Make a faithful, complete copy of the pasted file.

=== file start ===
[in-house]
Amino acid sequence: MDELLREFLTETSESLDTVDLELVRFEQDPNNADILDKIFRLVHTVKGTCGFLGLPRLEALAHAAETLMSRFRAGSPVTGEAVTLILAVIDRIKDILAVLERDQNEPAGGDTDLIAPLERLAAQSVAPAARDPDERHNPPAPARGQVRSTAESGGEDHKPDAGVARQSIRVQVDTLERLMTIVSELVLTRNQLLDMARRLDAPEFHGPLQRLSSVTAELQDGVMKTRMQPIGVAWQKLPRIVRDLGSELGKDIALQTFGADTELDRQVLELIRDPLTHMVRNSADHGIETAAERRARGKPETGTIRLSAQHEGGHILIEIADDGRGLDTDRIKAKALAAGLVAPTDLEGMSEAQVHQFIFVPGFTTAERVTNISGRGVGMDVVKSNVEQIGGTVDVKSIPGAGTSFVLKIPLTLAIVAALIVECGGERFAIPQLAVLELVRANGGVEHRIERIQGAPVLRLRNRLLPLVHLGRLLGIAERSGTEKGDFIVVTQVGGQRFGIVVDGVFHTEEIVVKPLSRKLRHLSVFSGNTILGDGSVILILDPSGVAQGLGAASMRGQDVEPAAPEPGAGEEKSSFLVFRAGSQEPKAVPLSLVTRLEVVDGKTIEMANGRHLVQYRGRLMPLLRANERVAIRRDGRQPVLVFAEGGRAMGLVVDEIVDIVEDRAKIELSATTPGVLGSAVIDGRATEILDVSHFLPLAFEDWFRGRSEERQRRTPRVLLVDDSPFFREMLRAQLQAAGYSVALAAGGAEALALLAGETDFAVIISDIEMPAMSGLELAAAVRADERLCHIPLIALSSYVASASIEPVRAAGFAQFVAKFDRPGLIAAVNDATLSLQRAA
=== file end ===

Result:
[in-house]
Amino acid sequence: MDELLREFLTETSESLDTVDLELVRFEQDPNNADILDKIFRLVHTVKGTCGFLGLPRLEALAHAAETLMSRFRAGSPVTGEAVTLILAVIDRIKDILAVLERDQNEPAGGDTDLIAPLERLAAQSVAPAARDPDERHNPPAPARGQVRSTAESGGEDHKPDAGVARQSIRVQVDTLERLMTIVSELVLTRNQLLDMARRLDAPEFHGPLQRLSSVTAELQDGVMKTRMQPIGVAWQKLPRIVRDLGSELGKDIALQTFGADTELDRQVLELIRDPLTHMVRNSADHGIETAAERRARGKPETGTIRLSAQHEGGHILIEIADDGRGLDTDRIKAKALAAGLVAPTDLEGMSEAQVHQFIFVPGFTTAERVTNISGRGVGMDVVKSNVEQIGGTVDVKSIPGAGTSFVLKIPLTLAIVAALIVECGGERFAIPQLAVLELVRANGGVEHRIERIQGAPVLRLRNRLLPLVHLGRLLGIAERSGTEKGDFIVVTQVGGQRFGIVVDGVFHTEEIVVKPLSRKLRHLSVFSGNTILGDGSVILILDPSGVAQGLGAASMRGQDVEPAAPEPGAGEEKSSFLVFRAGSQEPKAVPLSLVTRLEVVDGKTIEMANGRHLVQYRGRLMPLLRANERVAIRRDGRQPVLVFAEGGRAMGLVVDEIVDIVEDRAKIELSATTPGVLGSAVIDGRATEILDVSHFLPLAFEDWFRGRSEERQRRTPRVLLVDDSPFFREMLRAQLQAAGYSVALAAGGAEALALLAGETDFAVIISDIEMPAMSGLELAAAVRADERLCHIPLIALSSYVASASIEPVRAAGFAQFVAKFDRPGLIAAVNDATLSLQRAA